Retirement crisis looms for civil service
Two-thirds of top civil servants will reach retirement age in the next decade, raising fears that they will be replaced by inexperienced staff and prompting calls by lawmakers for the compulsory retirement age of 60 to be raised.
While the problem will be most felt among directorate-level civil servants, separate figures show that almost 20 per cent of the 170,000-strong civil service is expected to retire between 2016 and 2021.
'Many directorate-grade officials will retire in the coming five to 10 years,' Denise Yue, secretary for the civil service, told a panel of lawmakers yesterday.
Lawmakers fear that the quality of government services will suffer if inexperienced staff take senior positions, while Labour Party chairman Lee Cheuk-yan urged the government to raise the retirement age, a move backed by civil service unions.
But Yue rejected the call.
'What I've heard from civil service groups is that they are more concerned about the slow promotion for experienced staff rather than the succession problem,' Yue said, adding that the government was prepared for the retirements.
A document presented to the Legislative Council panel on public service shows that almost 70 per cent of directorate grade officials are aged between 50 and 59. Only about 25 per cent are aged between 40 and 49.
Yue said the government had promoted many young local administrative officers to directorate grade before the handover in 1997, many of whom were approaching the mandatory retirement age of 60.
But former secretary for the civil service Joseph Wong Wing-ping said the retirement age was increasingly outdated, as most 60-year-olds were still in good health. Many other countries had increased or eliminated the retirement age.
'The government should be flexible and offer a few years' extension of service to those who show good performance, in the same way the judiciary system works', Wong said.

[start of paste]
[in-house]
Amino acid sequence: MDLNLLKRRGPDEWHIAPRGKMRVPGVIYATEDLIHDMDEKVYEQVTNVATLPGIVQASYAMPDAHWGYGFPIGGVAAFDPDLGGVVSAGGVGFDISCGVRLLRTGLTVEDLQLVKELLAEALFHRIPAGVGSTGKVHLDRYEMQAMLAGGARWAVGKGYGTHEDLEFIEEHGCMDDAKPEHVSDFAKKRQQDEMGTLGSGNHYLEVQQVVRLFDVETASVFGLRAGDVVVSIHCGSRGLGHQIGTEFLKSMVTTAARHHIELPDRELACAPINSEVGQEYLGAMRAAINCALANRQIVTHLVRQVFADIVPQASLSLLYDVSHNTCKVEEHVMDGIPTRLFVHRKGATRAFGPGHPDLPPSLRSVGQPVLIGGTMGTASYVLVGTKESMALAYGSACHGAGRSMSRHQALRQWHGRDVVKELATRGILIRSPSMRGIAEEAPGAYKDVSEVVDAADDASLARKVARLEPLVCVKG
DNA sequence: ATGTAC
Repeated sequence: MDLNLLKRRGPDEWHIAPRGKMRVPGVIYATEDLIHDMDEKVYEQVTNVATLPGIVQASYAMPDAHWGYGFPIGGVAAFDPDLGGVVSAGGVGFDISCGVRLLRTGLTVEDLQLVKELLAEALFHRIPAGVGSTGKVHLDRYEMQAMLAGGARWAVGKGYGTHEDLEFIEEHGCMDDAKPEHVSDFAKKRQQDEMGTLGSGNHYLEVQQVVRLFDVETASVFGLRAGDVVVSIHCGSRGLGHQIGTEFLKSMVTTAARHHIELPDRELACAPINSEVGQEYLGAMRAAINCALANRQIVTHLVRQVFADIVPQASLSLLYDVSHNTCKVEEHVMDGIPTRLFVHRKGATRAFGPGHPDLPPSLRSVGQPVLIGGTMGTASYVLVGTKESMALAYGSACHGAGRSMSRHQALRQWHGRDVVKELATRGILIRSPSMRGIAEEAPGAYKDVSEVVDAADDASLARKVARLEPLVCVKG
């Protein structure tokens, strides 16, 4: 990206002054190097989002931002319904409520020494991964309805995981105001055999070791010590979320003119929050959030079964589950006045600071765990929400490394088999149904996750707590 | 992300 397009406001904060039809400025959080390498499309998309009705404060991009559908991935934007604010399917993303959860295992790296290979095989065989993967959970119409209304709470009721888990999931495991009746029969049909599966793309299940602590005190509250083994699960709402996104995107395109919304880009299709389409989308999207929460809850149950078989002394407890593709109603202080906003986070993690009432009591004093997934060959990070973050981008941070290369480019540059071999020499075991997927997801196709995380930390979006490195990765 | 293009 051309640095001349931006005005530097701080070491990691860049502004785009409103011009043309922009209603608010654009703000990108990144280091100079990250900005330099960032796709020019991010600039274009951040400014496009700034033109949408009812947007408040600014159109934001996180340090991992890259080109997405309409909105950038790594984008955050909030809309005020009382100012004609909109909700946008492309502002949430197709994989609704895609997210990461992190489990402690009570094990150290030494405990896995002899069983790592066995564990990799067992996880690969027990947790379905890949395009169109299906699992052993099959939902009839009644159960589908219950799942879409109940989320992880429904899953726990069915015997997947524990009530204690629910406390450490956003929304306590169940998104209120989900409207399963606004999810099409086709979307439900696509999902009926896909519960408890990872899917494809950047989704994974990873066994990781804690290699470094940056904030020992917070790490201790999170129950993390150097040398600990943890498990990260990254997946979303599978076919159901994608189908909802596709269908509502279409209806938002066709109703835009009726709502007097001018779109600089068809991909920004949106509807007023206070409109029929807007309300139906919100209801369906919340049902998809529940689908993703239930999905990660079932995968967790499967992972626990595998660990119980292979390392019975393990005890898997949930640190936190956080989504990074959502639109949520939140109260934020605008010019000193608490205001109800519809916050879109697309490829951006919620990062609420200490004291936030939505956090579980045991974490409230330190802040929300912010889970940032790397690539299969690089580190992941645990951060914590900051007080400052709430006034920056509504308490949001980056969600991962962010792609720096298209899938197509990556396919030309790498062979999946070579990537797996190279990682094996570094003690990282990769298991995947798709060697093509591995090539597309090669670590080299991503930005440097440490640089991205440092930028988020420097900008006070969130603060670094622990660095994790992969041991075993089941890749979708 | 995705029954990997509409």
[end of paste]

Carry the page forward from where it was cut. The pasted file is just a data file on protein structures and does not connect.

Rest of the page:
The judiciary, which also faces a potential staffing crisis as many judges approach retirement, allows judges to continue for a limited time at the chief executive's discretion.
While some lower-level civil servants object to raising the retirement age because they fear their promotion prospects will be harmed, Wong said their concerns should not sway government policy as the succession issue was a matter of public interest.
Leung Chau-ting, chairman of the Federation of Civil Service Unions, also said the retirement age should be increased to 65, with staff retaining the option of retiring at 60.
The panel was told that nearly 35,000 civil servants were expected to retire between 2016 and 2021 - compared to fewer than 20,000 who retired between 2006 and last year.
Yue said the structure of the bureaucracy had been expanded in the 1980s, and it was therefore no surprise that a large number of civil servants would be reaching retirement age in the coming decade.
But she said departments could cope with the retirements by improving the training of junior staff. 'To spread out the number, only about 7,000 civil servants will be retiring every year [between 2016 and 2021] and the government can handle that,' Yue said.
Leung, however, said action was needed sooner.
But Wong was sceptical about the prospects of the government finding a solution before it leaves office at the end of June.
'It will leave it to the next government to solve the pressing problem,' he said. 'Let's hope [chief executive-designate] Leung Chun-ying is braced to take on reforms.'
The percentage of Hong Kong civil servants aged between 45 and 54 in March 2011. It is by far the largest age group